We’ve just enjoyed an excellent online lecture from York by Prof Sarah Rees Jones on how work to open up mediaeval records is giving us great new details, even personal stories, on how the North reacted to the Black Death in the mid-fourteenth century.
We’ve also enjoyed online church services and valued the way we can join in both local worship and drop in at Taizé and Iona for instance.
But the same revolution that has opened up access to some has restricted it for others: those without the technology; those who find the style of online events unhelpful; those who crave real presence. Many are included, for which I rejoice; some are newly excluded, at which I lament.
What was fascinating in the York talk, among many similarities and differences to these present times, was that Rees Jones pointed up just this same effect in the Black Death years.
As I know from my own research, those years saw English flower again as the language of poetry, instruction, the court and the law. Henry V writes home from Agincourt in English. The middling sort started to keep legal records in the burgeoning guilds for instance. New rights could be established and old ones secured. You could present your case in court in your mother tongue.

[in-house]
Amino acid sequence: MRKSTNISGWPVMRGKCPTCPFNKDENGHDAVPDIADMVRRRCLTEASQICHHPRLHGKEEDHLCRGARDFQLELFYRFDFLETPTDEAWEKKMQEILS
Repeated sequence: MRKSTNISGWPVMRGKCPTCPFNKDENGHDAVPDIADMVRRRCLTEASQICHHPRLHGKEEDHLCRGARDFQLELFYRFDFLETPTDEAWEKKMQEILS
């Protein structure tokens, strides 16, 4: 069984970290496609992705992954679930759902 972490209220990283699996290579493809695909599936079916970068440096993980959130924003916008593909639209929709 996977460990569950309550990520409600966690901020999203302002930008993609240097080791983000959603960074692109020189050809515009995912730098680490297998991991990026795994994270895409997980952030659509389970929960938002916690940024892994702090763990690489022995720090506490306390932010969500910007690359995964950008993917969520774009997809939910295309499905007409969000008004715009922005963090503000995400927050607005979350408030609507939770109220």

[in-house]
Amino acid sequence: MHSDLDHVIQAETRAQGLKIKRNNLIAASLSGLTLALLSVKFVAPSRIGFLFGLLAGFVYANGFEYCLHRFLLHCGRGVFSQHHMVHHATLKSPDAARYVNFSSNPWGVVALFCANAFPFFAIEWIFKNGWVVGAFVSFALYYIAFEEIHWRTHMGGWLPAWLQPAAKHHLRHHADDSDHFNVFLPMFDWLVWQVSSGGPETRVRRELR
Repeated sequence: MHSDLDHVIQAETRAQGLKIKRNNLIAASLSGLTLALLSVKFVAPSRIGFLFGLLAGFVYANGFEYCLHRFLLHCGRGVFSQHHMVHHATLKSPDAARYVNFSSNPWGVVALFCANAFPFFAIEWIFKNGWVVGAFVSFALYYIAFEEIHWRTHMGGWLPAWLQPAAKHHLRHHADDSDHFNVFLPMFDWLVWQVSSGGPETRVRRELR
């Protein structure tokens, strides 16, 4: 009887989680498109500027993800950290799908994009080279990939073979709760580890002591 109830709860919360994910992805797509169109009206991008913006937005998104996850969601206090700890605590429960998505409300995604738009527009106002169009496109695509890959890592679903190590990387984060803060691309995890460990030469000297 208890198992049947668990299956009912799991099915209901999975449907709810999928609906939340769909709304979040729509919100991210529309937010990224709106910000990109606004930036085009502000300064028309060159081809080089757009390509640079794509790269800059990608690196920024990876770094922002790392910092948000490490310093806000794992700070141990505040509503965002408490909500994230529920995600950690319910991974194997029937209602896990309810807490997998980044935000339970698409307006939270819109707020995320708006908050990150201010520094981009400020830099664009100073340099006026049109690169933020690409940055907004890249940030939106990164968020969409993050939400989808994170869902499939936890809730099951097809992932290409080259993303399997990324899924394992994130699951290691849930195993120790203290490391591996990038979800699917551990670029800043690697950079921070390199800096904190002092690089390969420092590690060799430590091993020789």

But as Rees Jones pointed out, there were losers too. Those who because of poverty, background, disability, poor education and all the rest did not have the chance to join in this new pattern of communication became even more excluded. It was a time when the poor got poorer and the rich richer, and seeds of social division were sown whose harvest we still reap today.
The York project is self-consciously trying to broaden access to old records and open up the learning adventure. Are we?